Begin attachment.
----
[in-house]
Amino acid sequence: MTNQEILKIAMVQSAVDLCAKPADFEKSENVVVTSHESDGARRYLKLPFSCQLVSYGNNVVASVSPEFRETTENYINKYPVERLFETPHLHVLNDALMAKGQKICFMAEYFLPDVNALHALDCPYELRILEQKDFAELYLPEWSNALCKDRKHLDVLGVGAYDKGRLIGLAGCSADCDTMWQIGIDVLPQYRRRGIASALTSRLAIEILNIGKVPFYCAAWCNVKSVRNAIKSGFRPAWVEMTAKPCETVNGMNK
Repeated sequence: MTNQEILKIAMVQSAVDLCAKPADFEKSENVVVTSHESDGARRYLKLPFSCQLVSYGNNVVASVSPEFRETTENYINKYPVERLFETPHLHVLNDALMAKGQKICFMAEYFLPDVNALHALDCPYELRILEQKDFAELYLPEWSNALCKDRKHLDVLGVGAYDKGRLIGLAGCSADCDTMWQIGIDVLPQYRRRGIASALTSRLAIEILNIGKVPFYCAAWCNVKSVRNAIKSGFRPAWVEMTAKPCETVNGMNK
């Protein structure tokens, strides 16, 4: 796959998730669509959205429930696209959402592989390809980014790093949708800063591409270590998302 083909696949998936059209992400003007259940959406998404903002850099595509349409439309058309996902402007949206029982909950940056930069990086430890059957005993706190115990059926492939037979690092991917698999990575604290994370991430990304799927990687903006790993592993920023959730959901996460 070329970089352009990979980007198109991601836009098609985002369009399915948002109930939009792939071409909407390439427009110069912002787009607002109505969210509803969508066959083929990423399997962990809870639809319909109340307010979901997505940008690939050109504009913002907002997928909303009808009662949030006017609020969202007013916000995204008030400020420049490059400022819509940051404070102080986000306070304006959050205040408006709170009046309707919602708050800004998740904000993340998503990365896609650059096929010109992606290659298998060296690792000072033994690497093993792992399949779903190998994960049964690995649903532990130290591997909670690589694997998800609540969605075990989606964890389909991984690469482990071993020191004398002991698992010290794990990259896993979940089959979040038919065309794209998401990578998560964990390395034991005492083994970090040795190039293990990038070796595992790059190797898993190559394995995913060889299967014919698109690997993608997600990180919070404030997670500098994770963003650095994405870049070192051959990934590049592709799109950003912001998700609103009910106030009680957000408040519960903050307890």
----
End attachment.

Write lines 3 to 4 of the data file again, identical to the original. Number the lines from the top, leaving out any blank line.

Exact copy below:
Repeated sequence: MTNQEILKIAMVQSAVDLCAKPADFEKSENVVVTSHESDGARRYLKLPFSCQLVSYGNNVVASVSPEFRETTENYINKYPVERLFETPHLHVLNDALMAKGQKICFMAEYFLPDVNALHALDCPYELRILEQKDFAELYLPEWSNALCKDRKHLDVLGVGAYDKGRLIGLAGCSADCDTMWQIGIDVLPQYRRRGIASALTSRLAIEILNIGKVPFYCAAWCNVKSVRNAIKSGFRPAWVEMTAKPCETVNGMNK
């Protein structure tokens, strides 16, 4: 796959998730669509959205429930696209959402592989390809980014790093949708800063591409270590998302 083909696949998936059209992400003007259940959406998404903002850099595509349409439309058309996902402007949206029982909950940056930069990086430890059957005993706190115990059926492939037979690092991917698999990575604290994370991430990304799927990687903006790993592993920023959730959901996460 070329970089352009990979980007198109991601836009098609985002369009399915948002109930939009792939071409909407390439427009110069912002787009607002109505969210509803969508066959083929990423399997962990809870639809319909109340307010979901997505940008690939050109504009913002907002997928909303009808009662949030006017609020969202007013916000995204008030400020420049490059400022819509940051404070102080986000306070304006959050205040408006709170009046309707919602708050800004998740904000993340998503990365896609650059096929010109992606290659298998060296690792000072033994690497093993792992399949779903190998994960049964690995649903532990130290591997909670690589694997998800609540969605075990989606964890389909991984690469482990071993020191004398002991698992010290794990990259896993979940089959979040038919065309794209998401990578998560964990390395034991005492083994970090040795190039293990990038070796595992790059190797898993190559394995995913060889299967014919698109690997993608997600990180919070404030997670500098994770963003650095994405870049070192051959990934590049592709799109950003912001998700609103009910106030009680957000408040519960903050307890």